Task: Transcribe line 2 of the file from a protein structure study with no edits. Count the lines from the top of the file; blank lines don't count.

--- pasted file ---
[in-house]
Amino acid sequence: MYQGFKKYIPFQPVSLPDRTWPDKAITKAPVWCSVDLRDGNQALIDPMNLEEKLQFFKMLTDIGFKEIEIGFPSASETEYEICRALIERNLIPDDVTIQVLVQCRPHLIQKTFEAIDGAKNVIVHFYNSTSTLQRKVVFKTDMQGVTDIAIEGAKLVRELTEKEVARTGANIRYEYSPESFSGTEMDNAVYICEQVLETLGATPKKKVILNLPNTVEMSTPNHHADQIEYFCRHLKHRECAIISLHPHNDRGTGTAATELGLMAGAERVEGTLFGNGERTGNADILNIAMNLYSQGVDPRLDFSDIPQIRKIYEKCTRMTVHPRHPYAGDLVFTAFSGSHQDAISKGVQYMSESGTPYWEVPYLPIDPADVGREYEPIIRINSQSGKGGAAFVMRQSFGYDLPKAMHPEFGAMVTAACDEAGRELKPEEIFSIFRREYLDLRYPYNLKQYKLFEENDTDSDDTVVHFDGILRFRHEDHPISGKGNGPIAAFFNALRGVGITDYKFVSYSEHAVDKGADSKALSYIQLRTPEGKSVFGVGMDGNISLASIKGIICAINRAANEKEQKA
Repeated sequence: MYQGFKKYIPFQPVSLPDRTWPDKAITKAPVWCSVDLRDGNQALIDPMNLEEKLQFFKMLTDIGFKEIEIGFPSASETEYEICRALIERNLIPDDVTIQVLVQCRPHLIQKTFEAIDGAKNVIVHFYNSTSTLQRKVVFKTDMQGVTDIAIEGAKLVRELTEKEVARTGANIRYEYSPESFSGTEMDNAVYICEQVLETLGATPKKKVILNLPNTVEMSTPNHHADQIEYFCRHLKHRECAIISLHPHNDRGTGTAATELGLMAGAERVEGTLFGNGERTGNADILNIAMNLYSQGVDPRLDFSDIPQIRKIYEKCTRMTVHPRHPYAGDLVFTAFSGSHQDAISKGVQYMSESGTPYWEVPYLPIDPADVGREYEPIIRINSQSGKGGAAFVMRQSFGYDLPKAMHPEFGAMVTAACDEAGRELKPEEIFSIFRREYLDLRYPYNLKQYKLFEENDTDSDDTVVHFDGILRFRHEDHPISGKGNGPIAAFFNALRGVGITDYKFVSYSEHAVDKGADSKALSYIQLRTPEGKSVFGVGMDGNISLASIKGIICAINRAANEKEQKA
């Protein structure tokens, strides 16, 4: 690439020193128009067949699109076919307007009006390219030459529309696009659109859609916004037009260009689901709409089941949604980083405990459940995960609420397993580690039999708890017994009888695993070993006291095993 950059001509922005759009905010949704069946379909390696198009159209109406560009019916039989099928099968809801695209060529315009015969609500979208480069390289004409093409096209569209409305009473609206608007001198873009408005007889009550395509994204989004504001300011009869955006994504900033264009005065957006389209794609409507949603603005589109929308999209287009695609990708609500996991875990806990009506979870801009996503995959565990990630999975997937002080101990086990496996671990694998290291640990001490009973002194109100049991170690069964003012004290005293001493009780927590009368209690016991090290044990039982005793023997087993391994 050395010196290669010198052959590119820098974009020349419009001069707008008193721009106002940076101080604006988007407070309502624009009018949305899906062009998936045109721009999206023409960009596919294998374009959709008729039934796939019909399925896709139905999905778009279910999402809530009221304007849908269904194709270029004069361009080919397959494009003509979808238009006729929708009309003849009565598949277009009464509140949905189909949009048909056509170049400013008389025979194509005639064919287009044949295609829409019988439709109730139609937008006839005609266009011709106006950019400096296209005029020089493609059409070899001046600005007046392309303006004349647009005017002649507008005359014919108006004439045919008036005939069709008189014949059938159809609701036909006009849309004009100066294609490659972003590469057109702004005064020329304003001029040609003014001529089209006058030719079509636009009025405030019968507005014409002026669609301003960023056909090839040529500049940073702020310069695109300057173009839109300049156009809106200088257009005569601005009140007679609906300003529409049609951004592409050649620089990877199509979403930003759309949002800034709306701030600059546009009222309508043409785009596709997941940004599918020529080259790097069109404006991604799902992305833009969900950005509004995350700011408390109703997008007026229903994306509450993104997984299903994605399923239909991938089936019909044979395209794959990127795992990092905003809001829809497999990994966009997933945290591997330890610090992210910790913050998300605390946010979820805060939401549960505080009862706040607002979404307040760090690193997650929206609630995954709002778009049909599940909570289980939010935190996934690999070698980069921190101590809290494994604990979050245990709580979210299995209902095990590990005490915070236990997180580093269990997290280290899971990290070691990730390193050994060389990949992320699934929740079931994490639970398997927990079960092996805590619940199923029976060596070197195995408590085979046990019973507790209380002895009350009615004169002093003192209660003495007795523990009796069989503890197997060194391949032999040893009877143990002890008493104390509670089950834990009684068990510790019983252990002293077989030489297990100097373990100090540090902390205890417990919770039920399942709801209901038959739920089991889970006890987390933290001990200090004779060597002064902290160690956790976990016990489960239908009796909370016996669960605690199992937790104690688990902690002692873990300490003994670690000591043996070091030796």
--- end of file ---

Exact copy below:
Amino acid sequence: MYQGFKKYIPFQPVSLPDRTWPDKAITKAPVWCSVDLRDGNQALIDPMNLEEKLQFFKMLTDIGFKEIEIGFPSASETEYEICRALIERNLIPDDVTIQVLVQCRPHLIQKTFEAIDGAKNVIVHFYNSTSTLQRKVVFKTDMQGVTDIAIEGAKLVRELTEKEVARTGANIRYEYSPESFSGTEMDNAVYICEQVLETLGATPKKKVILNLPNTVEMSTPNHHADQIEYFCRHLKHRECAIISLHPHNDRGTGTAATELGLMAGAERVEGTLFGNGERTGNADILNIAMNLYSQGVDPRLDFSDIPQIRKIYEKCTRMTVHPRHPYAGDLVFTAFSGSHQDAISKGVQYMSESGTPYWEVPYLPIDPADVGREYEPIIRINSQSGKGGAAFVMRQSFGYDLPKAMHPEFGAMVTAACDEAGRELKPEEIFSIFRREYLDLRYPYNLKQYKLFEENDTDSDDTVVHFDGILRFRHEDHPISGKGNGPIAAFFNALRGVGITDYKFVSYSEHAVDKGADSKALSYIQLRTPEGKSVFGVGMDGNISLASIKGIICAINRAANEKEQKA